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Recently, Scott's also been revisiting Aimé Césaire's "Discourse on Colonialism," thinking about the ways she can help decolonize Jamaican fashion and extend that work to its Caribbean neighbors. "For example, I'm working with an artist from St. Vincent for the third collection, which is exciting, to make these connections and be able to do this collaborative work," she says. "She works on this idea of archives, making an archive of the terrain because it doesn't exist, because there was never any value placed on that, but then also so they come from her and not from a colonizer. That's important, and that's been super, super influential on my work."

For a long time, Scott says she felt she couldn't or shouldn't be the one to reinterpret Jamaican culture through fashion, even as she saw it exported constantly and repeatedly cited by others, especially in fashion. "It's great to see how much influence it has had, but I felt like it was important to add to that, from someone who’s actually from Jamaica," she says. "I'd been working in the industry for over 15 years and had seen other people do it and thought, 'Well, if someone has already kind of spoken about this, then there's not really more room for this. Last year, I had a change of perspective and thought, 'Well, no, this is important to add to the conversation.'"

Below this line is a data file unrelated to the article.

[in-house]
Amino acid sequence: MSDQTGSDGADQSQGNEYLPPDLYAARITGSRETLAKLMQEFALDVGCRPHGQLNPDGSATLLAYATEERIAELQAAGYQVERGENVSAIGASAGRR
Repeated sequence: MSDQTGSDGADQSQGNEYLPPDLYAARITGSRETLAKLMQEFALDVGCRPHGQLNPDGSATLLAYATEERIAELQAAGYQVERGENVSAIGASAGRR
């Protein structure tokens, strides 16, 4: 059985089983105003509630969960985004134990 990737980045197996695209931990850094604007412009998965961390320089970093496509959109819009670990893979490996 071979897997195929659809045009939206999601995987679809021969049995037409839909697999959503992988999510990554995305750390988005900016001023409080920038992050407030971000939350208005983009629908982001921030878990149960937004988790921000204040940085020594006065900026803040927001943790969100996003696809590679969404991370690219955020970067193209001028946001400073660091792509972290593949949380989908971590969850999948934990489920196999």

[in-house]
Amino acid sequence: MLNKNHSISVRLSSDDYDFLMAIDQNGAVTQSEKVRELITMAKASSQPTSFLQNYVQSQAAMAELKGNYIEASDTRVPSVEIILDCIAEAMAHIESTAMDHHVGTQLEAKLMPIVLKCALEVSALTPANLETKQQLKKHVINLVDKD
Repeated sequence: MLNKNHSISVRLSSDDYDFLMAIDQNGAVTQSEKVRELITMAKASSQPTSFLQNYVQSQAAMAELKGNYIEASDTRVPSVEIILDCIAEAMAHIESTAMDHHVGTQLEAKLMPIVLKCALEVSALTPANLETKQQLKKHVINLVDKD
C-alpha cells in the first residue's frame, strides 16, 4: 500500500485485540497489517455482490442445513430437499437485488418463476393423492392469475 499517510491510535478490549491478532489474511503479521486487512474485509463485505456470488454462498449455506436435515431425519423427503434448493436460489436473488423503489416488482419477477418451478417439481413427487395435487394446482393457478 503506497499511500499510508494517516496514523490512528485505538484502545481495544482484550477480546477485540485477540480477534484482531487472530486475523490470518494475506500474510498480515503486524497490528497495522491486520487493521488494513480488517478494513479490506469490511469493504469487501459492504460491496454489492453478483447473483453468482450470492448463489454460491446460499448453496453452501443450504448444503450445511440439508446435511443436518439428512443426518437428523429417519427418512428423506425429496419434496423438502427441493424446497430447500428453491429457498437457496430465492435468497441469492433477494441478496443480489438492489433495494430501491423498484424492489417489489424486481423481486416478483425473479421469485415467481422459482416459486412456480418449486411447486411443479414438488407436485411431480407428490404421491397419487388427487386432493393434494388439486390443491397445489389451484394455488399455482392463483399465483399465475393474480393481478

Diotima is a cumulation of Scott's professional experience up to this point, plus this long-held desire to build something that connects back to her home. "I didn't really have the form [this would take] — I think I was always searching for who I would be making clothes for. And I still don't know," she says. "That's part of the project: making something for someone that maybe I don't know yet or doesn't yet exist. I want to create this possibility."


It's an endeavor that's ongoing and evolving, always rooted in collaboration with the craftspeople on the ground creating the brand's pieces. Scott will go back and forth with them on concepts, textiles and the techniques. Sometimes it's smooth, sometimes it's not — case in point: "I sent them some designs that I had developed, with a finer yarn I had here… When we got to the production, they complained so much about the thing that I had designed and the yarn that I had sent," Scott says. "The motifs were really, really small — they like motifs, not that small. I had a lot of black, which I already knew that they don't like, because oftentimes they'll be crocheting at nighttime, watching television or whatever, so you can't see the yarn. It was literally me begging them." 

Every exchange, though, serves as a building block, continuing to fine-tune this partnership and push forward what Diotima can be.